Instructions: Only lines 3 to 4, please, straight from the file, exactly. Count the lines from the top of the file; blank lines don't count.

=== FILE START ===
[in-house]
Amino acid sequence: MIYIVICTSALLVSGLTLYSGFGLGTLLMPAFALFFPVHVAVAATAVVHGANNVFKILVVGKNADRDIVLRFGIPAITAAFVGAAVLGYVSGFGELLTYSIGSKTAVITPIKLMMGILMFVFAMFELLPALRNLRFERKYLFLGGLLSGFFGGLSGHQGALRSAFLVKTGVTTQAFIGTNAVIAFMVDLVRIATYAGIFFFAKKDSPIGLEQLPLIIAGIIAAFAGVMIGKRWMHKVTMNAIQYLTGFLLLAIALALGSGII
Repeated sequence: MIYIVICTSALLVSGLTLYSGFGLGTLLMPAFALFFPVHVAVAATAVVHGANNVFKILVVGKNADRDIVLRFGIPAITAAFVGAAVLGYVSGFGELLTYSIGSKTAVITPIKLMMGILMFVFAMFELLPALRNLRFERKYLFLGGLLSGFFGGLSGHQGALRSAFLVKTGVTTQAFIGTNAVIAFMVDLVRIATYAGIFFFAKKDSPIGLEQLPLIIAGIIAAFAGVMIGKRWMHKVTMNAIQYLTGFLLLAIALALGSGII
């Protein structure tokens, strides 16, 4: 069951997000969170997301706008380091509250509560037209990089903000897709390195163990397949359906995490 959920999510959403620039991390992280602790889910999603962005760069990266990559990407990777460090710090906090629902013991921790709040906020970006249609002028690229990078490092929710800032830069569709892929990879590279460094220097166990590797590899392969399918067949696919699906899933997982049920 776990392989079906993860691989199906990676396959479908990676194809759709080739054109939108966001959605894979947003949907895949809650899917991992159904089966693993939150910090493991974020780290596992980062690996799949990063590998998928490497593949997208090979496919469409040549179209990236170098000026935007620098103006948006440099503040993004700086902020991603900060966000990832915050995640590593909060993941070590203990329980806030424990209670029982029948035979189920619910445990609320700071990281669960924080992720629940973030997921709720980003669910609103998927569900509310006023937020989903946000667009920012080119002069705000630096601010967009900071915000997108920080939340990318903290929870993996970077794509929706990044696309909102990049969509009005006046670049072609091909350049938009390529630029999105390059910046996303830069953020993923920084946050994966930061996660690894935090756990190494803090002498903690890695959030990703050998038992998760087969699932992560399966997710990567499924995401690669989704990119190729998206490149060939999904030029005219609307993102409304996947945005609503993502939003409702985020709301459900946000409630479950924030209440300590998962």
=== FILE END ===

Repeated sequence: MIYIVICTSALLVSGLTLYSGFGLGTLLMPAFALFFPVHVAVAATAVVHGANNVFKILVVGKNADRDIVLRFGIPAITAAFVGAAVLGYVSGFGELLTYSIGSKTAVITPIKLMMGILMFVFAMFELLPALRNLRFERKYLFLGGLLSGFFGGLSGHQGALRSAFLVKTGVTTQAFIGTNAVIAFMVDLVRIATYAGIFFFAKKDSPIGLEQLPLIIAGIIAAFAGVMIGKRWMHKVTMNAIQYLTGFLLLAIALALGSGII
């Protein structure tokens, strides 16, 4: 069951997000969170997301706008380091509250509560037209990089903000897709390195163990397949359906995490 959920999510959403620039991390992280602790889910999603962005760069990266990559990407990777460090710090906090629902013991921790709040906020970006249609002028690229990078490092929710800032830069569709892929990879590279460094220097166990590797590899392969399918067949696919699906899933997982049920 776990392989079906993860691989199906990676396959479908990676194809759709080739054109939108966001959605894979947003949907895949809650899917991992159904089966693993939150910090493991974020780290596992980062690996799949990063590998998928490497593949997208090979496919469409040549179209990236170098000026935007620098103006948006440099503040993004700086902020991603900060966000990832915050995640590593909060993941070590203990329980806030424990209670029982029948035979189920619910445990609320700071990281669960924080992720629940973030997921709720980003669910609103998927569900509310006023937020989903946000667009920012080119002069705000630096601010967009900071915000997108920080939340990318903290929870993996970077794509929706990044696309909102990049969509009005006046670049072609091909350049938009390529630029999105390059910046996303830069953020993923920084946050994966930061996660690894935090756990190494803090002498903690890695959030990703050998038992998760087969699932992560399966997710990567499924995401690669989704990119190729998206490149060939999904030029005219609307993102409304996947945005609503993502939003409702985020709301459900946000409630479950924030209440300590998962």